Extension Technician Paxton Grant helps STEM after-school participants determine the pH of household liquids using red cabbage juice as an indicator.
Community volunteers helped STEM after-school participants find topics of interest for their science fair projects and discuss how they would conduct their experiments.
Once a month, the Highland County Public Library fills with aspiring scientists and engineers from across the county cultivating an environment for learning. Despite their young age, these kids have an opportunity to expand their knowledge in problem solving, design and construction, and critical thinking through the Highland County 4-H STEM (science, technology, engineering, and math) after-school program.
The Highland County 4-H STEM after-school program started in September 2013 in partnership with the Highland County Public Library. The monthly meetings are open to youth ages 9 to 18. The program attracts youth from the public, private, and home school systems with most of the participants in grades four through seven.
Highland County Extension Technician Paxton Grant works with librarian Tomi Herold and Program Coordinator Sue Cornelius to plan, promote, and present activities. In addition to the staff, the library provides funding, equipment, and training to support the STEM activities. Activities focus largely on hands-on skills to encourage design, problem solving, and critical thinking. Engineering projects have included design and construction of catapults, cranes, bridges, wind powered vehicles, kites, and battery powered robots. Science lessons have investigated the power of magnets, the pH of household liquids, and rates of food decomposition.
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Hundreds of thousands of youth across the world will participate in the eighth annual 4-H National Youth Science Day experiment on Oct. 7. This year’s experiment, “Motion Commotion,” will combine a speeding car collision and a distracted driving demonstration in an activity that investigates the physical and human factors of motion.
4-H NYSD is the world’s largest youth-led science experiment. This national rallying event is an interactive learning experience that gets youth excited about science, technology, engineering, and mathematics, or STEM subjects, and spotlights the many ways youth around the nation are engaging in 4-H science programs year-round.
Youth will conduct the two-part Motion Commotion experiment using everyday materials, including a toy car, modeling clay, ruler, calculator, and cellphone, to explore physics in the real world. In the first phase, youth will construct a simulated runway to analyze the speed, momentum, and kinetic energy of a car in motion and will explore the science behind collisions. In the second phase, they will lead an experiment that uses the same physics principles to demonstrate the consequences of distracted driving.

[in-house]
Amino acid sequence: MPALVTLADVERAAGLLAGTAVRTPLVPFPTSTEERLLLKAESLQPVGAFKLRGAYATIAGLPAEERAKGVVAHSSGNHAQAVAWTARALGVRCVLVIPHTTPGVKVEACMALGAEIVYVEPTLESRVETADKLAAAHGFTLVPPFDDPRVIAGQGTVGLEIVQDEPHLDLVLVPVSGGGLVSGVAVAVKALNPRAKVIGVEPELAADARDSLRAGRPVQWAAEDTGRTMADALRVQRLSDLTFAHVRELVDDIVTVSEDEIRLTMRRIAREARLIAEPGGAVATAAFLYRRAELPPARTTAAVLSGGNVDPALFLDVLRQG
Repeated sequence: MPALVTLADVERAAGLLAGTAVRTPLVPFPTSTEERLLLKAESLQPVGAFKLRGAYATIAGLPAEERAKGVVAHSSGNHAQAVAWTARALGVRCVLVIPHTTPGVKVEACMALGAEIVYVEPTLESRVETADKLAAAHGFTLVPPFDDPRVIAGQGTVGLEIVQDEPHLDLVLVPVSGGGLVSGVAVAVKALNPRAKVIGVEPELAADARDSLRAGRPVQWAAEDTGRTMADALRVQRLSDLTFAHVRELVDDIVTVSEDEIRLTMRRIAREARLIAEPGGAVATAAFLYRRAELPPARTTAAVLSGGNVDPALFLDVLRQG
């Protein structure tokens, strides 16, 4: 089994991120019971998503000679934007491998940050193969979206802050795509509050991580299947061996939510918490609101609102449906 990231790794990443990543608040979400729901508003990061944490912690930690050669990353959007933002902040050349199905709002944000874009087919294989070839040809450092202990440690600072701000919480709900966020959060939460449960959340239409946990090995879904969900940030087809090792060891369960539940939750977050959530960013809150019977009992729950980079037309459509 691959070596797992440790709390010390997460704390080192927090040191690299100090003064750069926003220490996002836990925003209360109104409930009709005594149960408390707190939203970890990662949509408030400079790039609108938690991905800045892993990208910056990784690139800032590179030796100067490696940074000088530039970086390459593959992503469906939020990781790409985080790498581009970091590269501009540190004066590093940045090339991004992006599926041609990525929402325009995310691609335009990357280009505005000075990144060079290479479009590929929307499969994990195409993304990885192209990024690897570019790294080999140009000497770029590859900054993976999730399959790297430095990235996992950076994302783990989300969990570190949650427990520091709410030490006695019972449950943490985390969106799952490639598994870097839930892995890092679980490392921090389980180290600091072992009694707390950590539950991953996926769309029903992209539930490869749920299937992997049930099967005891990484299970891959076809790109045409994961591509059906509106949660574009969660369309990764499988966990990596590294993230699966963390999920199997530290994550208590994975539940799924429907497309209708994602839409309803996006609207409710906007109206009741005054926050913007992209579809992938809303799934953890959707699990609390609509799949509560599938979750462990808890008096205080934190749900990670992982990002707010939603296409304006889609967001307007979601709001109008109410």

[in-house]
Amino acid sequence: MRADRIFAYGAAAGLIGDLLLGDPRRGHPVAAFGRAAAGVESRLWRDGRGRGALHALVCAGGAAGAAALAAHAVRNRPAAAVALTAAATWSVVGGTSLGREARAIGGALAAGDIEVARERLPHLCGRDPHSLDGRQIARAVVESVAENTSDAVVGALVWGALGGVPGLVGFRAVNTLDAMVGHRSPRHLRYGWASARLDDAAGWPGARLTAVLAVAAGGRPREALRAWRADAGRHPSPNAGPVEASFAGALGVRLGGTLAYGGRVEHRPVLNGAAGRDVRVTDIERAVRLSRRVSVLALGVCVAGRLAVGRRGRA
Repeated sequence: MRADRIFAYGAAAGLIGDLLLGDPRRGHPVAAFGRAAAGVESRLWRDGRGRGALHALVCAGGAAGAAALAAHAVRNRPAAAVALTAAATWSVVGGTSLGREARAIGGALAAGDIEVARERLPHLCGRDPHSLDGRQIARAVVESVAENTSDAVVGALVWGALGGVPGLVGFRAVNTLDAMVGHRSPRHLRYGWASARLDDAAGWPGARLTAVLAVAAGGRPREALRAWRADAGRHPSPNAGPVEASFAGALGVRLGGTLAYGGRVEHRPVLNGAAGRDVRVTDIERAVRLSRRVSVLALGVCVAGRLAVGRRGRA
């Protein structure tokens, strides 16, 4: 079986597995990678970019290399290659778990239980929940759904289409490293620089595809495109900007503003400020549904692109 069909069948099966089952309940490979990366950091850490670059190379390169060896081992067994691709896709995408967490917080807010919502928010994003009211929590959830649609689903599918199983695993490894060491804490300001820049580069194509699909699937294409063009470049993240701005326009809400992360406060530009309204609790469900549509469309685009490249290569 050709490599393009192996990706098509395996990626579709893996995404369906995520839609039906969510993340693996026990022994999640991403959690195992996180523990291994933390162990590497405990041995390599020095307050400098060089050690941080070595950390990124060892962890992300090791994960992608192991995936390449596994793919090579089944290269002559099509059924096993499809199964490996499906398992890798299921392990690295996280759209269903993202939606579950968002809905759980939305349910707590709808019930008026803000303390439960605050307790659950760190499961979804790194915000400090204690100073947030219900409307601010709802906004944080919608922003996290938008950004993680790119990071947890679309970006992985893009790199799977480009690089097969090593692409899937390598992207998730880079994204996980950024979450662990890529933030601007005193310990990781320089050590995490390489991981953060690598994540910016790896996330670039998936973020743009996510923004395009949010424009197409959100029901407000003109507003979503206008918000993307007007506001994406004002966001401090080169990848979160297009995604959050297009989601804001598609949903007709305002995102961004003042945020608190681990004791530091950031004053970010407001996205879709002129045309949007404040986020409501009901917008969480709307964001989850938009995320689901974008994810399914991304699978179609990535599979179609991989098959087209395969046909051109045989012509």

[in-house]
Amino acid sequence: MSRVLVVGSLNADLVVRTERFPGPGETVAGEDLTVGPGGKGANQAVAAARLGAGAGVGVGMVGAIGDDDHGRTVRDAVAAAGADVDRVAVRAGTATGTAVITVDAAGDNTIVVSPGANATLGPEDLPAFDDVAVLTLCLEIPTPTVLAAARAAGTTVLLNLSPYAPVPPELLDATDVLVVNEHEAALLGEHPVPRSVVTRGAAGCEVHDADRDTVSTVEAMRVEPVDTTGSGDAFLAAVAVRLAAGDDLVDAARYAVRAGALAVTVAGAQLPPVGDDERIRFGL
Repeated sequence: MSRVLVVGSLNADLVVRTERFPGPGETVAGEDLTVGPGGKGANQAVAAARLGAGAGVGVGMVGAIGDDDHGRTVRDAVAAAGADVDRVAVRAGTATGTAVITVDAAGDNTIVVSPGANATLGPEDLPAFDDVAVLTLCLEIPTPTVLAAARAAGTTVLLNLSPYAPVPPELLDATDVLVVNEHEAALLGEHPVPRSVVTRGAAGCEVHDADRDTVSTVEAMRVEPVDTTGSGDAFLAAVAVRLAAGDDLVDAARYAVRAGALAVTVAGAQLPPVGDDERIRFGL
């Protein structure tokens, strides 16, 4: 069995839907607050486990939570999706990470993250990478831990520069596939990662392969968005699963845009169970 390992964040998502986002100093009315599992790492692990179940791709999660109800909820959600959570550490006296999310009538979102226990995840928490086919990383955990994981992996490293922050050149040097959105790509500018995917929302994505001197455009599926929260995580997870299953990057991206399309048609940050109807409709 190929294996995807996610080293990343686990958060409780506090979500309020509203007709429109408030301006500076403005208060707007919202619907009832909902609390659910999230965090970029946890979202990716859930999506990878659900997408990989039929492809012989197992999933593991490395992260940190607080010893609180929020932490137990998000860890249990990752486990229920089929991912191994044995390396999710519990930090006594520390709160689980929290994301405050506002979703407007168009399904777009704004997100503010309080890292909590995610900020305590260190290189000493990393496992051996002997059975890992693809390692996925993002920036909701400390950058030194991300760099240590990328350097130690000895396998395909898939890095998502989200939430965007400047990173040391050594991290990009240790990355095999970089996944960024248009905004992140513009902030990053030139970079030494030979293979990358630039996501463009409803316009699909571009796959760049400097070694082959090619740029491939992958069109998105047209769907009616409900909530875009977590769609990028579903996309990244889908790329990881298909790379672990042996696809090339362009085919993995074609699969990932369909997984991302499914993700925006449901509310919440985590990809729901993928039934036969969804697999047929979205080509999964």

he Powhatan Public Library and Virginia Cooperative Extension’s Powhatan office hosted the community’s first Maker festival on February 21. In spite of the wintry weather, more than 725 people visited the library that day and it was estimated that at least half came to take part in the event. The event was a joint collaboration of the library director, Powhatan 4-H Extension agent, and Virginia’s 4-H Maker Educator, Paul Lambert.
A Maker festival attendee uses Snap Circuits to build an alarm.
“I’ve never seen such community support for a Maker festival,” said Lambert who has helped develop festivals in Hanover and surrounding areas. The Maker approach allows youth to do the making and creating, so once participants got started they didn’t want to leave. Families came and stayed, moving from one activity to another. For the event, Lambert provided a 3-D printer, wind turbines, K’nex, LEGOs, 3-D paper airplanes, and Snap Circuit kits for the public to experiment with. Through a Virginia 4-H Foundation grant, Powhatan 4-H office was able to provide 30 take-home kits for workshops offered, including solar-powered boats, robots, and flying disks. A Chesterfield robot club also brought a robot and allowed children to operate it by remote control. The club leader, a Powhatan resident, wanted to generate interest locally to start a new club. Another local volunteer, Arthur Jenkins, provided milling equipment to demonstrate metal working.
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Participants in the science experiment construct a control area to place their eco-bot on.
By: Allison Hedrick
Virginia 4-H members joined millions of their cohorts across the nation to participate in 4-H National Youth Science Day on Oct. 10. This year’s experiment, “4-H Eco-Bot Challenge,” tasked participants with creating a robot that could clean up a simulated toxic spill. Continue reading